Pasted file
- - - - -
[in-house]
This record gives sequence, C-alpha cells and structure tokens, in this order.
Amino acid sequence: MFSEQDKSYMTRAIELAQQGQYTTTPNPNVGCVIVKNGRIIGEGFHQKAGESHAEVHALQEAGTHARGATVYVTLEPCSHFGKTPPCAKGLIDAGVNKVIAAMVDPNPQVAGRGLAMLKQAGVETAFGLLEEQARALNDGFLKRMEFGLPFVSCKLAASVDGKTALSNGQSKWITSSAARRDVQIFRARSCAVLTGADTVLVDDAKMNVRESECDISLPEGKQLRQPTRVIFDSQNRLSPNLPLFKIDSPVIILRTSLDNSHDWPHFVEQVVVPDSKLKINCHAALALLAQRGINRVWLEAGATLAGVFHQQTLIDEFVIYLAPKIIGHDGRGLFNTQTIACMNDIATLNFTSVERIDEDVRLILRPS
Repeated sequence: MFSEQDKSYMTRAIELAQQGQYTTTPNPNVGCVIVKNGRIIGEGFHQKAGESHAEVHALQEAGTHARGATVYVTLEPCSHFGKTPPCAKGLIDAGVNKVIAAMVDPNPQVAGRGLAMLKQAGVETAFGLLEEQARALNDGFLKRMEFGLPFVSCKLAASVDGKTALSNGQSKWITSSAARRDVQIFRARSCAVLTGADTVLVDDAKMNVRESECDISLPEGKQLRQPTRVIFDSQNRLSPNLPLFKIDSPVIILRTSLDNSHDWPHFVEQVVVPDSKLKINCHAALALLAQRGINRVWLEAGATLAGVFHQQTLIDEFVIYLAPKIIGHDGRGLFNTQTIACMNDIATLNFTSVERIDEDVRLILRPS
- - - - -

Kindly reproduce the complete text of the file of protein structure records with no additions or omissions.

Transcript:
[in-house]
This record gives sequence, C-alpha cells and structure tokens, in this order.
Amino acid sequence: MFSEQDKSYMTRAIELAQQGQYTTTPNPNVGCVIVKNGRIIGEGFHQKAGESHAEVHALQEAGTHARGATVYVTLEPCSHFGKTPPCAKGLIDAGVNKVIAAMVDPNPQVAGRGLAMLKQAGVETAFGLLEEQARALNDGFLKRMEFGLPFVSCKLAASVDGKTALSNGQSKWITSSAARRDVQIFRARSCAVLTGADTVLVDDAKMNVRESECDISLPEGKQLRQPTRVIFDSQNRLSPNLPLFKIDSPVIILRTSLDNSHDWPHFVEQVVVPDSKLKINCHAALALLAQRGINRVWLEAGATLAGVFHQQTLIDEFVIYLAPKIIGHDGRGLFNTQTIACMNDIATLNFTSVERIDEDVRLILRPS
Repeated sequence: MFSEQDKSYMTRAIELAQQGQYTTTPNPNVGCVIVKNGRIIGEGFHQKAGESHAEVHALQEAGTHARGATVYVTLEPCSHFGKTPPCAKGLIDAGVNKVIAAMVDPNPQVAGRGLAMLKQAGVETAFGLLEEQARALNDGFLKRMEFGLPFVSCKLAASVDGKTALSNGQSKWITSSAARRDVQIFRARSCAVLTGADTVLVDDAKMNVRESECDISLPEGKQLRQPTRVIFDSQNRLSPNLPLFKIDSPVIILRTSLDNSHDWPHFVEQVVVPDSKLKINCHAALALLAQRGINRVWLEAGATLAGVFHQQTLIDEFVIYLAPKIIGHDGRGLFNTQTIACMNDIATLNFTSVERIDEDVRLILRPS